There is disappointment in the farming community that controversial methane targets in the Government's Zero Carbon Bill have been left unchanged by a Select Committee, despite months of debate and lobbying.
The bill, announced in May targets a 10 percent reduction in biological methane emissions by 2030 with a provisional reduction ranging from 24 percent to 47 percent the aim by 2050.
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It would create a legally binding objective to limit global warming to no more than 1.5degC with a net-zero carbon approach.
Federated Farmers is among rural groups who argued against the target, saying it was unrealistic and would have wide-ranging negative effects on the rural sector.
Federated Farmers vice president and climate change spokesperson Andrew Hoggard said the decision to leave the target unchanged was a blow.
"To say that we are disappointed with the reporting back by the Select Committee on the Zero Carbon Bill is a significant understatement," he said.
"This decision places a huge burden on farmers already feeling the heat from this government."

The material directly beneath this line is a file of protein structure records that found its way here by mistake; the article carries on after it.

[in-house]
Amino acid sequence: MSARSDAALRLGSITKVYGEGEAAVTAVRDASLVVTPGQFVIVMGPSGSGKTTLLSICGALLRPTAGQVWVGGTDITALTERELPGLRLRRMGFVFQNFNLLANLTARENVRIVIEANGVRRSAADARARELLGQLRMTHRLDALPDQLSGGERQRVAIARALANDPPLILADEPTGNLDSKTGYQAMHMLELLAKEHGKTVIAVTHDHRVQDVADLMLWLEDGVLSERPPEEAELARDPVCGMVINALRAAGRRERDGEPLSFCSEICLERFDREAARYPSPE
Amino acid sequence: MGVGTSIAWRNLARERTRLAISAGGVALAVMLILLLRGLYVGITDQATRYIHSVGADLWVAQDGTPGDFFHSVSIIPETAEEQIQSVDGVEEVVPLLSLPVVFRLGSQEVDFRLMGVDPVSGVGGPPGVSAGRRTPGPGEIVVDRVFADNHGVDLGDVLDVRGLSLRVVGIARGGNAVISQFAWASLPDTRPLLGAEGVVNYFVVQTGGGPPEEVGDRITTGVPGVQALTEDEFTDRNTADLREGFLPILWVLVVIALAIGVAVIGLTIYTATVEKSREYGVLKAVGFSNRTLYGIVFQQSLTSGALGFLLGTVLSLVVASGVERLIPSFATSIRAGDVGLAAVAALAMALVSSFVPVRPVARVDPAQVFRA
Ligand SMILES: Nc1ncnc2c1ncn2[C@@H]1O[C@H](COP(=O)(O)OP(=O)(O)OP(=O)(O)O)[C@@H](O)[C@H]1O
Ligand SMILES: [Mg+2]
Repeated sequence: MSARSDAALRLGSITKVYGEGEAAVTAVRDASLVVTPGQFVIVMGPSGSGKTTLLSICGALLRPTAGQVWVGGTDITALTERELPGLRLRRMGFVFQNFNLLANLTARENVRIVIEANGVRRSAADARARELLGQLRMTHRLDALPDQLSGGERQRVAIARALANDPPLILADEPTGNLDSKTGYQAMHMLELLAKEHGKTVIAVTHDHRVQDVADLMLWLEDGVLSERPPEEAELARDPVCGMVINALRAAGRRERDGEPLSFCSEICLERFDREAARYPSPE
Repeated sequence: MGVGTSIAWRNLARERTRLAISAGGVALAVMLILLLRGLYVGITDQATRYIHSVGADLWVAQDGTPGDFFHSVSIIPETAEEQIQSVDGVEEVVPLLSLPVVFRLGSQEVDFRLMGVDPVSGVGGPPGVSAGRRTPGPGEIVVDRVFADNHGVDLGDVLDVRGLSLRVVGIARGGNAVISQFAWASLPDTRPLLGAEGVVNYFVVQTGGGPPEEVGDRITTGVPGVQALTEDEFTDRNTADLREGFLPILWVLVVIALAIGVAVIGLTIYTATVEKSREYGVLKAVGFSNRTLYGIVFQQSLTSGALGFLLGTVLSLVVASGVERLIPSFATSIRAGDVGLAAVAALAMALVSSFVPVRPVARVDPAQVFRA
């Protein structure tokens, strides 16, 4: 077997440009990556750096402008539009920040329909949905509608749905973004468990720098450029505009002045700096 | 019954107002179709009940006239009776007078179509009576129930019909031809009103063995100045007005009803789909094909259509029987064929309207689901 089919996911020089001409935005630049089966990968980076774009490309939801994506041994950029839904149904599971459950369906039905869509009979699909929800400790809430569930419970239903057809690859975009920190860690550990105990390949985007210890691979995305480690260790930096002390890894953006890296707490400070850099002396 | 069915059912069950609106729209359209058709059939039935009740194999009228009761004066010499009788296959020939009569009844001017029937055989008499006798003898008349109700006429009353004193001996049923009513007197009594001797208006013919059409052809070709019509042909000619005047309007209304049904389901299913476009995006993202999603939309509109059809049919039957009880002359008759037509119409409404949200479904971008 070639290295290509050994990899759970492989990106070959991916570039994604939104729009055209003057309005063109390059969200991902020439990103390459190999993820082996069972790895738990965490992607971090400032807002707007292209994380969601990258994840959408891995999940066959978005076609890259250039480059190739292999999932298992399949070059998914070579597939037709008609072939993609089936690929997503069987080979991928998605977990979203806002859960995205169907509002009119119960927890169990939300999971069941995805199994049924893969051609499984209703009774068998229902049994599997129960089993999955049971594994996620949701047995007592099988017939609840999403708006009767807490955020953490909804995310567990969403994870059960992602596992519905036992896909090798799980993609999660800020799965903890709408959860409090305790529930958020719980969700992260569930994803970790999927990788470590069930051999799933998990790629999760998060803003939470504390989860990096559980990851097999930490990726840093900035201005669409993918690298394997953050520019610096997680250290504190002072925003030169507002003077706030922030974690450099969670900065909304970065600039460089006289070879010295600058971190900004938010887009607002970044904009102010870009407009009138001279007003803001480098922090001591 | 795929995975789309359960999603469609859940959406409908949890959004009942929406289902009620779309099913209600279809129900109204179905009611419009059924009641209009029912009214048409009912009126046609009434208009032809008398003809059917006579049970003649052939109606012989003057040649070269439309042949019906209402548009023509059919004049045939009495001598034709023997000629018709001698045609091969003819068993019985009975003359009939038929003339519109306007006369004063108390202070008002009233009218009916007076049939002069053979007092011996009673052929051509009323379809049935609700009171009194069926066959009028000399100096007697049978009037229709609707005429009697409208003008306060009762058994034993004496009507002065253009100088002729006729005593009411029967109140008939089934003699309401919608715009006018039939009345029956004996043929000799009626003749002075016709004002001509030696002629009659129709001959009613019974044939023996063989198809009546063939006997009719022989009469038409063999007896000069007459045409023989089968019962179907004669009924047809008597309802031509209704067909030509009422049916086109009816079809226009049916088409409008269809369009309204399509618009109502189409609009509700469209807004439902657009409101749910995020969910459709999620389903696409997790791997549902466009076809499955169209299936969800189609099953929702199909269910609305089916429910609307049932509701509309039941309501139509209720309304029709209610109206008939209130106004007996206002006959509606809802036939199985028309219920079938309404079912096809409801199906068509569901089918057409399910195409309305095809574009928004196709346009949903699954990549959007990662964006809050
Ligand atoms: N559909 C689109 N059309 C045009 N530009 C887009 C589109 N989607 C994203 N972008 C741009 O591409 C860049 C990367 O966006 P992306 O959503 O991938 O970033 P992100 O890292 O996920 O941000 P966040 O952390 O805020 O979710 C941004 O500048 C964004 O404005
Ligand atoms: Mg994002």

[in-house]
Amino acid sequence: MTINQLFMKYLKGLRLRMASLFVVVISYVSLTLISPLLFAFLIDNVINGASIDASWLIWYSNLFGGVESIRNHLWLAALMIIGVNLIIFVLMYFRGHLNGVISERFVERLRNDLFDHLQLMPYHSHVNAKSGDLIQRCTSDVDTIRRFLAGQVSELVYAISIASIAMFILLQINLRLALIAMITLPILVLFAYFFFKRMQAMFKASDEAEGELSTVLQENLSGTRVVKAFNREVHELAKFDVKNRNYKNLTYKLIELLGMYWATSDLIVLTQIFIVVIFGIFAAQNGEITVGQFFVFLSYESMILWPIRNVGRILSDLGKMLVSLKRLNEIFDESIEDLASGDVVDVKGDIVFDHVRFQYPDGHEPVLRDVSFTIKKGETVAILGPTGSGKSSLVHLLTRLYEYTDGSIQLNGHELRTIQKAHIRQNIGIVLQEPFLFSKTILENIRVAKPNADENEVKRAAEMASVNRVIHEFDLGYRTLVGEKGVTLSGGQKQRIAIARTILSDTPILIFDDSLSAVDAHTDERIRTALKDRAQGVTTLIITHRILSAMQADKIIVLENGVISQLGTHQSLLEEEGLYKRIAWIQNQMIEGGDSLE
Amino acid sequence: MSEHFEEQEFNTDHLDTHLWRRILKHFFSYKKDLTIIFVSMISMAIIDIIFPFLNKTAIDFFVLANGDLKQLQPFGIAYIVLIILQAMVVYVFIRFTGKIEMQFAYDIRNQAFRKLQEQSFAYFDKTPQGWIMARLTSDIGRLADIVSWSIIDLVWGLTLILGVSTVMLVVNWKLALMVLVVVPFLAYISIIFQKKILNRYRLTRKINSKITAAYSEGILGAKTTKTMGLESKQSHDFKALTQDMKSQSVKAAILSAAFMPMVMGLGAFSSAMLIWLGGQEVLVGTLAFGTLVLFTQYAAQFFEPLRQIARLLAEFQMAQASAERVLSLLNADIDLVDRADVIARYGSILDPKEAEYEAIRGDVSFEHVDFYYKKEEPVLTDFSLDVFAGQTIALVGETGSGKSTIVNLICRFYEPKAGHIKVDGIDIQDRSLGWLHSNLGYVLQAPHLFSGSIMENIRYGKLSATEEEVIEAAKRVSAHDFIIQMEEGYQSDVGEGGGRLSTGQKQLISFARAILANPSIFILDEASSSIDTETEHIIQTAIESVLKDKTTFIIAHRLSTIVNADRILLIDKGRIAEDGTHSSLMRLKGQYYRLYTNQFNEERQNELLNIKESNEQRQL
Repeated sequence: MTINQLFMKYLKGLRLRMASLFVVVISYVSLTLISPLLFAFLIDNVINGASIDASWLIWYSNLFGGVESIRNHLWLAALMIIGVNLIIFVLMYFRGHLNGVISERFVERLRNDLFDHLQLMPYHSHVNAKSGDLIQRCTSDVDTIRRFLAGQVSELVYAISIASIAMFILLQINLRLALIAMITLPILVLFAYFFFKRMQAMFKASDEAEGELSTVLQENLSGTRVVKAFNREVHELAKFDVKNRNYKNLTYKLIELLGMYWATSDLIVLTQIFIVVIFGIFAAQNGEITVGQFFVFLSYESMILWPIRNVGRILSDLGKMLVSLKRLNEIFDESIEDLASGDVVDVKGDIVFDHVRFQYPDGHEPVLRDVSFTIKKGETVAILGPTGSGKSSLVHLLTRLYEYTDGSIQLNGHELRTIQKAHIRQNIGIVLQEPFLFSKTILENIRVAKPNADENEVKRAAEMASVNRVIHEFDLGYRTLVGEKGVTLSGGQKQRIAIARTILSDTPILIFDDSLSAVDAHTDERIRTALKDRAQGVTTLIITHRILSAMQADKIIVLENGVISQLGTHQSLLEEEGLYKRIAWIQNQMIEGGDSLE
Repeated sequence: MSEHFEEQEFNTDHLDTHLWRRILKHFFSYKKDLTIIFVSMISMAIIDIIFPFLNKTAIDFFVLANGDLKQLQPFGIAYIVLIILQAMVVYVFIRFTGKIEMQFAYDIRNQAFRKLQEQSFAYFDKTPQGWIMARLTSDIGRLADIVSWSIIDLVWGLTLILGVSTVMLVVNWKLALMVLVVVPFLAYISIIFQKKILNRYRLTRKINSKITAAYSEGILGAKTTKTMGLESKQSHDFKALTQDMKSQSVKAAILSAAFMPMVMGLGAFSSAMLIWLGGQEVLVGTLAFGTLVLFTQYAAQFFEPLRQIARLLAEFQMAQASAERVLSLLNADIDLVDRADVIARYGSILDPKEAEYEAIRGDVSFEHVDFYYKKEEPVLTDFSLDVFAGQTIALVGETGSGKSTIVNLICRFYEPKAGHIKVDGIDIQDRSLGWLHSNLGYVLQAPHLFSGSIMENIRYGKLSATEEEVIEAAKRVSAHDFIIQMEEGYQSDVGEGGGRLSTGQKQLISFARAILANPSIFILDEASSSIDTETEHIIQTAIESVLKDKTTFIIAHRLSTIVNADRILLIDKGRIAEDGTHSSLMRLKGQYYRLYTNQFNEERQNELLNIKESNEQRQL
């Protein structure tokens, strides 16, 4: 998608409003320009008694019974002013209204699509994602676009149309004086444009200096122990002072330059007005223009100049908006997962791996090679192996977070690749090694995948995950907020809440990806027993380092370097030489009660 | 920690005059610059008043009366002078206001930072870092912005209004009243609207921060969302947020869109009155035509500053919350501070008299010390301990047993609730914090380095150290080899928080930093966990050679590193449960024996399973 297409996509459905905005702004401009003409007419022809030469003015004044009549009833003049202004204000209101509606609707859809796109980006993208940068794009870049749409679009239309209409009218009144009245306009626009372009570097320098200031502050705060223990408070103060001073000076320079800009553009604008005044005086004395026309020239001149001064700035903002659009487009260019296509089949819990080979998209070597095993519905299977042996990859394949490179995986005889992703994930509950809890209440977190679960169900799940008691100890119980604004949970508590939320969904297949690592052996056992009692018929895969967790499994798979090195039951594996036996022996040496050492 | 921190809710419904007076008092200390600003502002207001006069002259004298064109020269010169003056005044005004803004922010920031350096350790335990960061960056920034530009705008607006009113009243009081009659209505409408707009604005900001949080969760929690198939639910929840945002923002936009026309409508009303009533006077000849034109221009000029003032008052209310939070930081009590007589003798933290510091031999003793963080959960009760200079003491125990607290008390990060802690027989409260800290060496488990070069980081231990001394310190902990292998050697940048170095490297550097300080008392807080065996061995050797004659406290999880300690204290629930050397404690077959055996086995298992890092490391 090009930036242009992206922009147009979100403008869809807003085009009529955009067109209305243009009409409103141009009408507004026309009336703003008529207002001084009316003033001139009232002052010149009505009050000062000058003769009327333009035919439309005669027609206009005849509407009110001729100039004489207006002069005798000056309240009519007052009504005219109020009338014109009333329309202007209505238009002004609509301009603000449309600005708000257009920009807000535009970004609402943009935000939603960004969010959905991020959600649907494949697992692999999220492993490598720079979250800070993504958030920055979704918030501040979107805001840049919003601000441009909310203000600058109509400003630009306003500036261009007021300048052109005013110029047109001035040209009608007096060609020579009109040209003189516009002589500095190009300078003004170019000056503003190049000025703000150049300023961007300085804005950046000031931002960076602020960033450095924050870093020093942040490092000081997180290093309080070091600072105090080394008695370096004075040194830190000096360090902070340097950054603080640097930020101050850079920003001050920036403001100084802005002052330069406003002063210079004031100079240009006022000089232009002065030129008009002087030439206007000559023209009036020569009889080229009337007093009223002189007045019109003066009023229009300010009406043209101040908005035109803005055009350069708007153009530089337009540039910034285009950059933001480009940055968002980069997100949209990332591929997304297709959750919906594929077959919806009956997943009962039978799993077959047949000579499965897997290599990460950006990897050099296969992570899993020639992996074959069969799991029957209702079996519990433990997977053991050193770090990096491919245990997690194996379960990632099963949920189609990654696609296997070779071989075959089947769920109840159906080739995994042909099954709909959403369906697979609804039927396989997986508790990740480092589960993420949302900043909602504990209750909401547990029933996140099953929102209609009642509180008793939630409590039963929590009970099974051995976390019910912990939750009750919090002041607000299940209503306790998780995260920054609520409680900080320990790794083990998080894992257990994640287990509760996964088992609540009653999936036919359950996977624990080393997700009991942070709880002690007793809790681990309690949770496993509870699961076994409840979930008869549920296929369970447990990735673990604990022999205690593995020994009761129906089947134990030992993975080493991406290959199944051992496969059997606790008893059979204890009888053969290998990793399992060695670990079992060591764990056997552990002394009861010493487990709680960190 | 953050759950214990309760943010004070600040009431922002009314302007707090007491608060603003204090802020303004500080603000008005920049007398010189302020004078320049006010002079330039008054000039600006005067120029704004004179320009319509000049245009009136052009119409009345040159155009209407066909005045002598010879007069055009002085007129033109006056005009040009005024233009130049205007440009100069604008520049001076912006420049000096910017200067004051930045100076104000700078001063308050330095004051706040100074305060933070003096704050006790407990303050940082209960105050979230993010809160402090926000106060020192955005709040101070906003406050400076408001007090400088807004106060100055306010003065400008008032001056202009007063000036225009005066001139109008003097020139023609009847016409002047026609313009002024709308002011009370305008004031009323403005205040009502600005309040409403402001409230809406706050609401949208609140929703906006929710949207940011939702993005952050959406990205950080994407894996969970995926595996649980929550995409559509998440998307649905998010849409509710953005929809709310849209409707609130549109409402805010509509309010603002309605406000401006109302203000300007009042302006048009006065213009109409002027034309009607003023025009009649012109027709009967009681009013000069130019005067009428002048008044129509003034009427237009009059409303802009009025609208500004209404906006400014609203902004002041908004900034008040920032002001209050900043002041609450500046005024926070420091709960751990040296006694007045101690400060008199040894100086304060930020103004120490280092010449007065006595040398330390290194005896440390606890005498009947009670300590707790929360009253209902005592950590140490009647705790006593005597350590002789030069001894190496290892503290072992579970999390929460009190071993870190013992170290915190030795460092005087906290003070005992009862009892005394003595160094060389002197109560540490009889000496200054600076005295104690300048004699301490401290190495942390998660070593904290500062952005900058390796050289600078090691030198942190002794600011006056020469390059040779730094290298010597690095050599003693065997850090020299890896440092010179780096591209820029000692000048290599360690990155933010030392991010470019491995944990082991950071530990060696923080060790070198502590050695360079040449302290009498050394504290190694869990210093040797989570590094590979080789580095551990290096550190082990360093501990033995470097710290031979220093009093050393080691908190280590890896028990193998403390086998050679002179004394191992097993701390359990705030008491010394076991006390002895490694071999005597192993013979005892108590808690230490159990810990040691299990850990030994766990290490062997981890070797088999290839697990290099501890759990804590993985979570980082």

He said New Zealand’s methane emissions from stock were already trending down, and the move would affect food production.
"We can’t forget the Paris Agreement aims to reduce emissions without harming food production."
"Given the government’s methane targets will force the replacement of sheep and cattle with pine trees, so unless sawdust is suddenly edible, then it seems we are also ignoring the Paris Agreement."
Climate Change Minister James Shaw told Stuff that it appeared the committee could not agree to either upping or lowering the target.
"It seems like the committee has heard from people who wanted a higher methane target and also who wanted a lower methane target, and have not reached agreement to recommend a change.
"We have set that target in accordance with what we believe is necessary to achieve our 1.5 degree goal," he said.
Prime Minister Jacinda Ardern said at the launch of the bill in May that it would provide certainty to industries affected by climate change or which may be contributing to emissions, and said it was "landmark action" that acts as a plan for the next 30 years.